Day turns into night, night turns into day. Road leads to hotel, hotel leads to another road. The roads have begun to get winding now as we go up the Himalayas. And yet it is to sink in – this is actually happening.
In the day-to-day drives, media engagements, family visits, we don’t realise how far we have come.
If last week’s highlights were temples, this week’s highlight is universities and rope-ways.
An impressive school in Darjeeling Nalanda University Excavations
So, Ninni is scared of heights and was unwilling to sit on the open-bucket type, single rope-way seats at one of the spots. After a lot of convincing, she very nervously agreed.
Before ————-> During ————-> After
And here is “after ka after” for you – Ninni after her next ride. Our seasoned rope-way traveller has now lost all fear of height.
This week we also saw the real adventure begin. So here we are, driving along down the road from one destination to another, just another day in this road trip. And we find ourselves at the head of a very narrow bridge. Broad enough for just one car. And the bridge was long, really long. Suddenly we stopped and leaned forward. Ninni yelped. “What happened?”
“Uh oh.” I said. “Ayyo.” muttered Pushpa. “What?” asked Ninni.
“Bus.” I said, which made Ninni say, “Oh.” I’m pretty sure she still didn’t understand the situation.
A bus had shown up in the middle of the bridge – facing us. It was unpredicted and caught us all off guard. I looked behind me. From the back window I could see the vast expanse of the bridge behind with a line of vehicles on it. As if it were a competition, vehicles lined up behind the bus too. I sighed, and allowed myself to slump a little. We were going to spend a lot more than just a long time on this bridge.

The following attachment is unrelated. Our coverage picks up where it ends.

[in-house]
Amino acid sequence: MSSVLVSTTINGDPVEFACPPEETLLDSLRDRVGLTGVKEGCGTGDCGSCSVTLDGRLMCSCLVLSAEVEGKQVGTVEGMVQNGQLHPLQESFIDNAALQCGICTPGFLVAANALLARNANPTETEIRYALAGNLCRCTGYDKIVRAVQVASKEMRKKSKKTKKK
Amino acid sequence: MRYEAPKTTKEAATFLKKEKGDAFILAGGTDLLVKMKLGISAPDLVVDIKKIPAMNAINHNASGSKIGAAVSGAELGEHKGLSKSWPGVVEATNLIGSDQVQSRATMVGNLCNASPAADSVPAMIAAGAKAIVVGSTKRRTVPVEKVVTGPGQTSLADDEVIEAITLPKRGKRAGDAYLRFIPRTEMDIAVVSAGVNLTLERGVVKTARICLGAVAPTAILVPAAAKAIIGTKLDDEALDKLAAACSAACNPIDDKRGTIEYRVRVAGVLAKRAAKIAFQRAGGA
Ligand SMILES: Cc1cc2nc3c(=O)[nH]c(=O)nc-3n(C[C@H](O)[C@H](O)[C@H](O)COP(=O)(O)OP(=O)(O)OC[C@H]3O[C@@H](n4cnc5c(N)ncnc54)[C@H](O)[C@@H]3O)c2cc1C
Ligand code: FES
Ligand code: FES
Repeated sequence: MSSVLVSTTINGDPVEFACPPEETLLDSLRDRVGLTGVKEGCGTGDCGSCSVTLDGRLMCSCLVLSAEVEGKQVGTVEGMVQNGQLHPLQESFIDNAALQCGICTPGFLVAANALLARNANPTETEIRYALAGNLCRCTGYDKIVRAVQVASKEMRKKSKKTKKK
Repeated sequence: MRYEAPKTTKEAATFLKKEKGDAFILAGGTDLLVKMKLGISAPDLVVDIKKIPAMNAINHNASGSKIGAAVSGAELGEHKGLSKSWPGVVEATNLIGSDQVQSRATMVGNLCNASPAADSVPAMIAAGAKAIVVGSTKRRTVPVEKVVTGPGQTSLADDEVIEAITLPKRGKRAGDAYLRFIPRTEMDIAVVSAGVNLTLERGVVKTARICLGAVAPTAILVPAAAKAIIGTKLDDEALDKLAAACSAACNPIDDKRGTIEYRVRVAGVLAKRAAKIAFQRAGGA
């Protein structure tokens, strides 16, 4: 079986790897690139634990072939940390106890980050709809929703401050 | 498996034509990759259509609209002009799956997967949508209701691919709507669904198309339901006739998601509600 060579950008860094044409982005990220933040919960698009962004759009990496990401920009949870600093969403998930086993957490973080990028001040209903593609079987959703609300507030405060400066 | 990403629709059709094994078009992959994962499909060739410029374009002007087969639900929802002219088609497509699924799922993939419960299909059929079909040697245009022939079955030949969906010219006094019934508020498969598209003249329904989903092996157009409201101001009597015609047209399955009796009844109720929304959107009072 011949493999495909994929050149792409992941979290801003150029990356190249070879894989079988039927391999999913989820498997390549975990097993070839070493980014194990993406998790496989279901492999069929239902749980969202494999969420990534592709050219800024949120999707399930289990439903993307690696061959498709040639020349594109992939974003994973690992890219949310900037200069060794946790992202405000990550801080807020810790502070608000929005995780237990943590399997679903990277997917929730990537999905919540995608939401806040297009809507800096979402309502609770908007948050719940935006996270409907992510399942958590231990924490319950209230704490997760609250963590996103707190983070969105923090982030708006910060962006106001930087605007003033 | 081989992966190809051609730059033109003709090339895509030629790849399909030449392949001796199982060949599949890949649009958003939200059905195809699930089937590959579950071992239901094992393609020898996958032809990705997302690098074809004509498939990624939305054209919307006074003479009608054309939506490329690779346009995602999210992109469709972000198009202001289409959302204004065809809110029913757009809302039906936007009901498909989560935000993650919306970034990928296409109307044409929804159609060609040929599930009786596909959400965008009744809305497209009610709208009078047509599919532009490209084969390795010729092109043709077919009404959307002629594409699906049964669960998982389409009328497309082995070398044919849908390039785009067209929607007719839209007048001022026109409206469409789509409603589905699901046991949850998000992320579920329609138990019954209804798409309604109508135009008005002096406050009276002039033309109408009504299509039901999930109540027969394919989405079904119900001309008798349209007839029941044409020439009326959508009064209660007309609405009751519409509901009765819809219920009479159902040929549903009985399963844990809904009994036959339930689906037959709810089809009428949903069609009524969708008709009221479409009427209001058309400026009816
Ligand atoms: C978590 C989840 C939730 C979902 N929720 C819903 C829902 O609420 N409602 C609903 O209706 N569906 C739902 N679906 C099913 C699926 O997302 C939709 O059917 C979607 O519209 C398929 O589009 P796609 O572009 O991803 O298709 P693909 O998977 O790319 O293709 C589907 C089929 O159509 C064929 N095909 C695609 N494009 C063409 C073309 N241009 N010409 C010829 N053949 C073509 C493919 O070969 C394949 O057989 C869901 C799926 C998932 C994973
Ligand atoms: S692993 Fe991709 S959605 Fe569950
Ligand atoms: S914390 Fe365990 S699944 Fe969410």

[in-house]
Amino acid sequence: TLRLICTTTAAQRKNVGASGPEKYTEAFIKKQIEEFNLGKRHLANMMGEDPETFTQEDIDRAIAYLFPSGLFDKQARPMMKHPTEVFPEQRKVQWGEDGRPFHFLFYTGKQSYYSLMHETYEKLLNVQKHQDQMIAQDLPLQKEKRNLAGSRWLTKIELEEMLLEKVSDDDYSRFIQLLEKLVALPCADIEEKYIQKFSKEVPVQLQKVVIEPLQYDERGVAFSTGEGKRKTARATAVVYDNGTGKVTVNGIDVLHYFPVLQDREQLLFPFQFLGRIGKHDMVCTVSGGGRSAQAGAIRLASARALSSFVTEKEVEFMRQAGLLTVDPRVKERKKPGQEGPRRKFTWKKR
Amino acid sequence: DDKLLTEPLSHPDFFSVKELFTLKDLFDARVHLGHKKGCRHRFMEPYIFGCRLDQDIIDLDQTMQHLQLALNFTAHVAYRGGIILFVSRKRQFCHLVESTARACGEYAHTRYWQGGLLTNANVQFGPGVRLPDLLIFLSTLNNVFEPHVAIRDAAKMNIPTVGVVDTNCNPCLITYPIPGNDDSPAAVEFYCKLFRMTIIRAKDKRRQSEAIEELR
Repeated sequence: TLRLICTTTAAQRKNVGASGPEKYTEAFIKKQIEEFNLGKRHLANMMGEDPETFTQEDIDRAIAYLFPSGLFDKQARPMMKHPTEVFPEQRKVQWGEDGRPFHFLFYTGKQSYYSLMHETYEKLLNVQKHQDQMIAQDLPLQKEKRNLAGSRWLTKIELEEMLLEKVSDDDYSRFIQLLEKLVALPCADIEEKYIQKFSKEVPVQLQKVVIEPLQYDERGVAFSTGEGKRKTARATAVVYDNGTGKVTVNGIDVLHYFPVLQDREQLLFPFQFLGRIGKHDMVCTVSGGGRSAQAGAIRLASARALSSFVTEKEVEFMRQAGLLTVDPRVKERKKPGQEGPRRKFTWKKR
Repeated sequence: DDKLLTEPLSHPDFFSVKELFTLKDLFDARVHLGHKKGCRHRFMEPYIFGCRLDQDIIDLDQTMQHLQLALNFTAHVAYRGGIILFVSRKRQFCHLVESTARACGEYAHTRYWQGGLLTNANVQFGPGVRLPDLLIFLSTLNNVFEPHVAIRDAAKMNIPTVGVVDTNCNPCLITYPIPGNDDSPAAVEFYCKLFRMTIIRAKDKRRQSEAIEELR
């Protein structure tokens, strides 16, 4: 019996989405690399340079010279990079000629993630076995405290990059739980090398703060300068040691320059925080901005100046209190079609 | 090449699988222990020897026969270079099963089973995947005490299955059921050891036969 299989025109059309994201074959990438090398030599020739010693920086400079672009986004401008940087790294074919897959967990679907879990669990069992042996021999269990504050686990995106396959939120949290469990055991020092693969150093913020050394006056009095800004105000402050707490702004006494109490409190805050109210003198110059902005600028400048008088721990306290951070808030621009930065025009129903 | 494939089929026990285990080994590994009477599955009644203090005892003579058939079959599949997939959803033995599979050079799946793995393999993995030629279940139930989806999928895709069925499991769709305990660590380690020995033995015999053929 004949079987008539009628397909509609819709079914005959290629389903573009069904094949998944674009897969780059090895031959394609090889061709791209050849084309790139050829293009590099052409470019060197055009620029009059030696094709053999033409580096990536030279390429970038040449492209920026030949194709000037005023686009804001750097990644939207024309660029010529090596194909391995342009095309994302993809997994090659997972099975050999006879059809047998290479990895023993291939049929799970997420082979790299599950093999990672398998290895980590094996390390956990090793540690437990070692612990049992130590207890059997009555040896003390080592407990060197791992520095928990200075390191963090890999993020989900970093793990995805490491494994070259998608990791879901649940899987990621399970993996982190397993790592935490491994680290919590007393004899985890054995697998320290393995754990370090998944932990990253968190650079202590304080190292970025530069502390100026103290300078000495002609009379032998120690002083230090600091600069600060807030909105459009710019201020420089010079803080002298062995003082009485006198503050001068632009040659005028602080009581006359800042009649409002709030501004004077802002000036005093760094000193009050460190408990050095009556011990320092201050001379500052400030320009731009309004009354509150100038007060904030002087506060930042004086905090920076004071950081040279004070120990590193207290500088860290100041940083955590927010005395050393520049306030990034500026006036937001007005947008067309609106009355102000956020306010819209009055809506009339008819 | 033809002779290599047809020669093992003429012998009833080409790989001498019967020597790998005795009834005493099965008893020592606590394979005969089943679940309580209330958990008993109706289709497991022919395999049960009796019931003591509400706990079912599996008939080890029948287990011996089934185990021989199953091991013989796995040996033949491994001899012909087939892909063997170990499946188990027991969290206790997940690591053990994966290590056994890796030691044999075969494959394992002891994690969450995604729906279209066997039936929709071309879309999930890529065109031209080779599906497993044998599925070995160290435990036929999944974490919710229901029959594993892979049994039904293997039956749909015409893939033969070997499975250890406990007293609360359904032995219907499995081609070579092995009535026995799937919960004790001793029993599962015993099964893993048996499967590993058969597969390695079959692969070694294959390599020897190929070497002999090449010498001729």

Ultimately we crossed and escaped dropping down in the river by an inch or so.
Worry not, that is behind us and all ended well. But it was amusing to see a single line traffic jam.
No, no photos. Our hands were occupied biting our nails.
And now here we are 14 out of 72 days spent with nature, buildings, temples, media, family and so much more. 3,000+ out of 21,000+ kms driven through the ins and outs of North and North-Eash India. And yet, it feels like just the beginning because only 1 out of 18 countries have been visited.
We are experiencing Bhutan as we speak right now. The Himalayas are the same. The trees lush green. The rivers gurgle like they do in India too. But it still feels like a different place. Maybe because we passed this grand gate that’s called the border. Maybe because we were asked for official documents identifying the country we come from. Maybe because the soldiers wear different uniforms. Nothing takes away from how serene this place is.
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